'Where does this lunatic nonsense in the White House come from?' | Top News | SupChina

‘Where does this lunatic nonsense in the White House come from?’

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The Chinese Communist Party’s stodgy house journal is the People’s Daily. For most of the time that I have been browsing it — since 1995 — it has been very restrained in its language about foreign countries, whether friendly or hostile, and about domestic enemies, whether dissidents or fallen officials.

During the Cultural Revolution (1966–76) and even in the 1980s, the People’s Daily published strong language — calling out reactionaries (反动派 fǎndòngpài), capitalist roaders (走资派 zǒuzī pài), Soviet Revisionists (苏修 sū xiū), paper tigers (纸老虎 zhǐlǎohǔ), and cows, ghosts, snakes, and demons (牛鬼蛇神 niúguǐshéshén).

Today’s top opinion piece (in Chinese) on the People’s Daily website does not quite match that level of hysteria, but the language in it is perhaps a sign of the agitation felt within the Party leadership about the trade war with the U.S.

Titled “America ratcheting up the trade war is a bullying provocation to the world,” the piece opens with the assertion that “White House trade policy has completely lost its rationality, and its bullying behavior has accelerated to the point where it shocked the world.” The piece argues that China is a defender of multilateralism and the global trading order, and that it is outrageous to expect Beijing to abandon its core interests and take irrational steps because of threats from the White House.

The language that made me recall earlier days — long before I lived in China — when the People’s Daily was full of salty invective about imperialists, was this question in the opinion piece: “Where do these lunatic ravings in the White House come from?” The Chinese is 白宫这种痴人说梦式的良好感觉从何而来? (báigōng zhè zhǒng chīrénshuōmèng shì de liánghǎo gǎnjué cóng hé ér lái?).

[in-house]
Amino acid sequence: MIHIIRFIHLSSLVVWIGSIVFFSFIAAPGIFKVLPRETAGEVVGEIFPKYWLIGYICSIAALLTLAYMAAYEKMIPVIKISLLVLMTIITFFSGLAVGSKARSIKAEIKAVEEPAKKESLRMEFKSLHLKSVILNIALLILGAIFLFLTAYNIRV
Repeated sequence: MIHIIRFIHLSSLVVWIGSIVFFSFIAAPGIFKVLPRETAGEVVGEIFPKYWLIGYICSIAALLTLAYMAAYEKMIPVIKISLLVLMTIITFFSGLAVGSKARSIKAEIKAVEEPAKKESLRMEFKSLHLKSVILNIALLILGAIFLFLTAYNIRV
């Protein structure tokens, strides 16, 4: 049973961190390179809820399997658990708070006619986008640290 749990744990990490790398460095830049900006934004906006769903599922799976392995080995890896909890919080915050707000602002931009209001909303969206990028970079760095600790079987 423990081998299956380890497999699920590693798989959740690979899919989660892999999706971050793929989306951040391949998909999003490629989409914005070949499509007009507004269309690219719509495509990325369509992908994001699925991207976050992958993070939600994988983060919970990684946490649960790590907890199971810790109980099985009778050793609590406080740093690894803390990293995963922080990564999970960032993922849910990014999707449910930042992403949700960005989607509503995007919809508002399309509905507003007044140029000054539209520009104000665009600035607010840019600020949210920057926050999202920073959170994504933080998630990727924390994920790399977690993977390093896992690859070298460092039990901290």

Many dictionaries define 痴人说梦 chīrénshuōmèng as “lunatic ravings,” but Baidu’s user generated dictionary would translate the People’s Daily’s question as “Where do these lunatic ravings in the White House come from?” SupChina’s Anthony Tao suggested a translation that’s perhaps closest in spirit to the original: “How do these White House idiots get off on this fanciful notion?”

It’s worth noting that despite the People’s Daily’s strong language, China’s media and internet censors are apparently all making sure that no one makes a fuss about the trade war in media reports.

Jeremy Goldkorn

Jeremy Goldkorn worked in China for 20 years as an editor and entrepreneur. He is editor-in-chief of SupChina, and co-founder of the Sinica Podcast.

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